spacer John Dyer, Gemstone Artist
Fancy Cut Citrine
Leaf Shaped Blue Green Tourmaline
Dreamscape aquamarine
Radial ray cut rhodolite
Cushion cut blue sapphire
Dreamscape cut lime citrine
Pink tourmaline oval cut
Fancy cut ametrine
Tourmaline

John's Tips for Successful Gemstone Faceting

  • Gems:
A good gem to start out with would be something in the quartz family, such as amethyst, lemon citrine (a very good choice and affordable) citrine or one of the other quartz varieties. Also a good option are garnets or beryls. They are more easy to find for a reasonable price. I would not recommend Rose quartz or any other gem with a slight haze to it because your finished gem will not be as bright as it would be without the "haziness". Something around 15mm finished size would probably be a good beginners gem.

Don't be afraid to start faceting with a large gem. They are easier to cut because mistakes don't happen as quickly and
in general it's easier to tell how the gem is developing as you're faceting. Big gems also don't fall off the dop as much.
  • Rough
When you buy rough it's better to buy rough that is too light than too dark as it's extremely hard to rescue dark material in the cutting, whereas light material will show the cut very well even if it doesn't have ideal saturation. Especially at first avoid included material as this is much harder to deal with and often results in lower yield and a disappointing final appearance.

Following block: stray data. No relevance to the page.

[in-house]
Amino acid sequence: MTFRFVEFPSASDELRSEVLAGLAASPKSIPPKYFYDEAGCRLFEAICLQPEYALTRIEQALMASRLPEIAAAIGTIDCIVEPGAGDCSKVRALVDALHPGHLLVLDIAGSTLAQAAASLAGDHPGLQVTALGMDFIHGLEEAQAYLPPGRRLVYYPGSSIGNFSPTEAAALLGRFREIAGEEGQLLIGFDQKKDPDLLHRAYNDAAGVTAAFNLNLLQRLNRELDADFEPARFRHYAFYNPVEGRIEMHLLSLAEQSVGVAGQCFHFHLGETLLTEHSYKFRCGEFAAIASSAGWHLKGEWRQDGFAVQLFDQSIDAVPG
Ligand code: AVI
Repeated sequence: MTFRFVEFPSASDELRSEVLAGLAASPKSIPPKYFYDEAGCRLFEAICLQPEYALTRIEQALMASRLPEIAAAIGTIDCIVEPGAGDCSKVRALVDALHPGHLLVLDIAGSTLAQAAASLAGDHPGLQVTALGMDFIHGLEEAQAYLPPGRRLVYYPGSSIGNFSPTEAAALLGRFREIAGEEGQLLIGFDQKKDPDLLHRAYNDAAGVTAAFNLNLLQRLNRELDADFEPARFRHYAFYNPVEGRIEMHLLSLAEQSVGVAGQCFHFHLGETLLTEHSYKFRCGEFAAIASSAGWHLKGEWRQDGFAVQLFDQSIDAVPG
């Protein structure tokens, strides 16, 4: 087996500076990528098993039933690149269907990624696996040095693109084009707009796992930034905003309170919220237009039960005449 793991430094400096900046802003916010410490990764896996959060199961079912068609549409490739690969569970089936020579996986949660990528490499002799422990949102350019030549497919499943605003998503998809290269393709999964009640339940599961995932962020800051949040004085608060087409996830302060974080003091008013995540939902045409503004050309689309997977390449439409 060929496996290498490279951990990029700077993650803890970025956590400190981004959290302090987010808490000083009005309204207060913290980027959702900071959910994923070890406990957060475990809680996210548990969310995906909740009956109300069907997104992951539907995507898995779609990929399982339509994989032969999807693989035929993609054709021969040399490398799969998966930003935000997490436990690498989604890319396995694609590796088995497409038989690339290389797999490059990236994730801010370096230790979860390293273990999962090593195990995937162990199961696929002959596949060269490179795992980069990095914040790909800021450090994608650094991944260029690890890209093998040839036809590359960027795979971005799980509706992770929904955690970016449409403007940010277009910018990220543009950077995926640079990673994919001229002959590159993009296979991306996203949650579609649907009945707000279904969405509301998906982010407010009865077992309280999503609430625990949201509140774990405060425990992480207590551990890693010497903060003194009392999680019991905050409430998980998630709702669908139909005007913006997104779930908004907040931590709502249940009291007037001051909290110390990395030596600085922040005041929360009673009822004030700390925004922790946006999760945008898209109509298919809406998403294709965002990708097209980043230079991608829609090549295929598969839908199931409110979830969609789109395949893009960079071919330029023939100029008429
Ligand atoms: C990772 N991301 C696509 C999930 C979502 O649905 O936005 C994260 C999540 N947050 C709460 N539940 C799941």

• Equipment
The Machine: For flat faceting I use an Ultra Tec faceting machine. I have used a number of other faceting machines which have ranged from terrible to mediocre but the best I have used yet is the Ultra Tec. If you are interested in purchasing an Ultra Tec machine please contact me.

Laps: For starting out you should probably have a 360 and a 600 grit "topper" lap (a lap that you put on top of another for support, they are thinner and cheaper), a 600 grit Raytech Nubond lap and a 1200 grit Raytech NuBond lap
these will allow you to do most of the kinds of cutting you will want to do. For polishing I recommend the Spectra Ultra laps for the quartz, opal and feldspar groups and for most other gems a Tin lap with Linde A polishing powder. If you are looking to economize and will limit yourself to fewer gem varieties then this list can be made a but shorter but in the long run you will probably want most of these.


Dops: The most useful dops are the cone dops and you might want a few "Vee" dops. Most of the more "exotic" shapes (excluding "emerald dops") aren't that useful.

I personally like to use Dop Wax for the second side of the gem and a kind of clay like epoxy for the first side. 

John Dyer gemstone cutter at work Odds and Ends: You will need an alcohol lamp, lighter and acetone.  You will also probably want an Optivisor and 10 power triplet loupe for examining your work. A mm guage is often useful as well; I like the digital calipers from China that cost about $20.

Reference Book: The book "Faceting for Amateurs" by Glenn and Martha Vargas would probably be a good book for a beginner to buy.



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